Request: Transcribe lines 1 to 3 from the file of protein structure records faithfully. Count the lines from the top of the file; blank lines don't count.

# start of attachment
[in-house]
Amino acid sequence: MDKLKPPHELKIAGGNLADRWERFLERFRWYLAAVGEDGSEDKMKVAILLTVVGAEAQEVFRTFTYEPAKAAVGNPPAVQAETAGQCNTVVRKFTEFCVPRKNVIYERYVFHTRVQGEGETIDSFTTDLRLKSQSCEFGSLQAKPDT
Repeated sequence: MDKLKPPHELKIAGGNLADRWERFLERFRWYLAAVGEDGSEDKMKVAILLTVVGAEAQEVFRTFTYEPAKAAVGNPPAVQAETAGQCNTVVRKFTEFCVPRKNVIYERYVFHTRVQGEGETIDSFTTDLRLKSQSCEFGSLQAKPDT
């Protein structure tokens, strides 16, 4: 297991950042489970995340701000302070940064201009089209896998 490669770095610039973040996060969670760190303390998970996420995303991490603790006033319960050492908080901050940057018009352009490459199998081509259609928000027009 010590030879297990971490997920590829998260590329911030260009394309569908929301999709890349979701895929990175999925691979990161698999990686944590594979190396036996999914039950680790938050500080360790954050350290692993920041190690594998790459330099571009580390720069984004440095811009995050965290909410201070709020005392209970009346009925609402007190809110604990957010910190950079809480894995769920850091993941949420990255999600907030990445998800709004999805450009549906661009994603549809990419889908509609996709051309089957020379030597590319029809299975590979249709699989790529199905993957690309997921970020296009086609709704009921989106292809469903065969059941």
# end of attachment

[in-house]
Amino acid sequence: MDKLKPPHELKIAGGNLADRWERFLERFRWYLAAVGEDGSEDKMKVAILLTVVGAEAQEVFRTFTYEPAKAAVGNPPAVQAETAGQCNTVVRKFTEFCVPRKNVIYERYVFHTRVQGEGETIDSFTTDLRLKSQSCEFGSLQAKPDT
Repeated sequence: MDKLKPPHELKIAGGNLADRWERFLERFRWYLAAVGEDGSEDKMKVAILLTVVGAEAQEVFRTFTYEPAKAAVGNPPAVQAETAGQCNTVVRKFTEFCVPRKNVIYERYVFHTRVQGEGETIDSFTTDLRLKSQSCEFGSLQAKPDT